As I mentioned in a previous post, Hebron is a fascinating microcosm of the Israel/Palestine conflict. One obvious example is the case of Shuhada Street.
The city of Hebron is divided into two primary zones: H1 and H2. H1 is primarily under the administration of the Palestinian Authority, though the Israeli army reserves the right to enter at any time without opposition. H2 is under the jurisdiction of the Israeli military. H2 is also where a number of Israeli settlements are located. You can see in the map below that the Old City of Hebron, almost entirely Palestinian, is located within H2. I am also currently staying in the Old City. Since it is part of H2, you will come across roaming Israeli army patrols and Israeli checkpoints and watch/sniper towers while walking through the streets.
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In the map above, to the left and slightly below the Old City, you will see Al-Shuhada Street. Al-Shuhada Street is strictly off-limits to local Palestinians. For example, today, I was planning on walking down Shuhada Street but my fellow Palestinian photographer was unable to accompany me and went back to our guest house.
Below you will see a photo of Shuhada Street taken from the roof of the CPT house in the Old City.
To give you an example of how strict the travel restrictions for Palestinians using Shuhada Street are, let me give you an example. Let’s say that I am standing with my Palestinian friend at the location above. If we both want to visit the Muslim cemetery, I, being an American (or more importantly, not a Palestinian), can just cross the street. He, on the other hand, has a much longer trip ahead of him. If wants to walk, he will have to walk about 1.5km and enter the cemetery from H1. If he wants to drive to the cemetery, the trip is approximately 12km.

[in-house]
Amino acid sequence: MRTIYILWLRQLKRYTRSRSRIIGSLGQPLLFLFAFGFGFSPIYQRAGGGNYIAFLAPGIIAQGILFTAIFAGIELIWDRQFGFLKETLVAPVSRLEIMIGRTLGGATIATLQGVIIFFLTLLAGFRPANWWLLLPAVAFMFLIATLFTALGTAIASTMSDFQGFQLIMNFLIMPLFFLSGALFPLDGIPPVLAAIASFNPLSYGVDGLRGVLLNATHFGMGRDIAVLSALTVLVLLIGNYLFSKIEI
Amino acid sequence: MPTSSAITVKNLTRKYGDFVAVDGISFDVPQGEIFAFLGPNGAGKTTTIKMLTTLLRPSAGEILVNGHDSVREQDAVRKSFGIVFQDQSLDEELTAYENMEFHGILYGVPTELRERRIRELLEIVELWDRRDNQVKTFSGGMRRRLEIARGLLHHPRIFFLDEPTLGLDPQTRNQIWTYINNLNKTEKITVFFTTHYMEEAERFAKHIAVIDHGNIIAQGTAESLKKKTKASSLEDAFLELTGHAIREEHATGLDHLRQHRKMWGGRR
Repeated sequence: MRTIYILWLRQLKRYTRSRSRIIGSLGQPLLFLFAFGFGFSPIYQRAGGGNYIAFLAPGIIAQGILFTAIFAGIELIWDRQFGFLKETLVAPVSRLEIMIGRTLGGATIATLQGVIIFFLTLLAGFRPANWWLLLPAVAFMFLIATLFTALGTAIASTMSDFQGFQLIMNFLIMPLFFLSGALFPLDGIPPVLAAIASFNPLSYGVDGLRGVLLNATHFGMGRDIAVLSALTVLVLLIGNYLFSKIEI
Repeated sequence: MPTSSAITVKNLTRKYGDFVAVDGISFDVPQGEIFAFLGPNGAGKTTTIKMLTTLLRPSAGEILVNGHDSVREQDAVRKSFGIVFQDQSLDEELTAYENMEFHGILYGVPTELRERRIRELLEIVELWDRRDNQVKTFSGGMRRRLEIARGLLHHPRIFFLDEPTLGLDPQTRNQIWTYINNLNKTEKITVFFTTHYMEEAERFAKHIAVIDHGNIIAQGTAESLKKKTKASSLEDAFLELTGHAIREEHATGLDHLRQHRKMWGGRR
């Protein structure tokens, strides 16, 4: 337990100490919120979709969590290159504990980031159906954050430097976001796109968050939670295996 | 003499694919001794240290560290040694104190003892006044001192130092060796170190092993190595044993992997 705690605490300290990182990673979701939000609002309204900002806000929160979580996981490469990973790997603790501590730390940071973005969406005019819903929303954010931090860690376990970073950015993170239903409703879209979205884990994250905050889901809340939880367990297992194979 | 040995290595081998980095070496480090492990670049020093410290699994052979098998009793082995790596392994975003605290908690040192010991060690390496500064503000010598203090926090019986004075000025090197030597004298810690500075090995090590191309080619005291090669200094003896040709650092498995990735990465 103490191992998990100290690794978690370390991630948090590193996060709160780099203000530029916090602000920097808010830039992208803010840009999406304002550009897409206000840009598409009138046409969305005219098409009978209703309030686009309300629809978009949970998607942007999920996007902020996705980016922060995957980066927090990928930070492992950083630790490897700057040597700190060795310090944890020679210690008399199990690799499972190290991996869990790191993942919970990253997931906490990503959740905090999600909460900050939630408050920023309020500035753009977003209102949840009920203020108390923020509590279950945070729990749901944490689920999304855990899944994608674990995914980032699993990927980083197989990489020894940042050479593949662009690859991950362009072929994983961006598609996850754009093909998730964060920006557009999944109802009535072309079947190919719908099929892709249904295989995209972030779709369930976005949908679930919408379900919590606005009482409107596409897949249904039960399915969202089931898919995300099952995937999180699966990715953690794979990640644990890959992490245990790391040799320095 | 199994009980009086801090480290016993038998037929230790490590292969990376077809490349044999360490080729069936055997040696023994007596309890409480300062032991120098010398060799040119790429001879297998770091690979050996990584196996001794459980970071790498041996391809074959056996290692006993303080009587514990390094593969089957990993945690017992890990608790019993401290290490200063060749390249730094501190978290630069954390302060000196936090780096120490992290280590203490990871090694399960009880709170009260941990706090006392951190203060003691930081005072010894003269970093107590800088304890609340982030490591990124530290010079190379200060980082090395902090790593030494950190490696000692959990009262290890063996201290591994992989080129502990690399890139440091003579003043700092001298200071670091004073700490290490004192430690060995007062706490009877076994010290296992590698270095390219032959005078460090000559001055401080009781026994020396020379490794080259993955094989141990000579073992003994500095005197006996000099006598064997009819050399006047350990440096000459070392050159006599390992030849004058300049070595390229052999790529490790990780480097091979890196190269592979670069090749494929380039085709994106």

Let me illustrate this even further. Along Shuhada Street, there are many Palestinian homes. Their front doors are located on Shuhada Street. Unfortunately, since Palestinians cannot use this road, they cannot use the front doors of their home. Instead they have to enter from behind in the Old City. The stairs on the roof below are used by a Palestinian family to enter their second or third floor home because they are not allowed to use the front door.
From inside the Old City, Israel has constructed large barricades blocking any access to Shuhada Street or any other areas that are used by Israeli settlers. Below is a photo of one such barricade:
Israeli settlers are subject to no such restrictions.
Israel occupied the West Bank after the 1967 Six Day war. Under the Fourth Geneva Convention, it is illegal for an occupying power to resettle its civilian population to occupied land. Imagine the US government offering housing and tax incentives for Americans to move to Baghdad in order to make it a permanent part of the United States. That is precisely what Israel has done. To put it into numbers, there are only about 400-500 Israeli settlers in Hebron, all protected by the Israeli army, while there are approximately 166,000 Palestinians.
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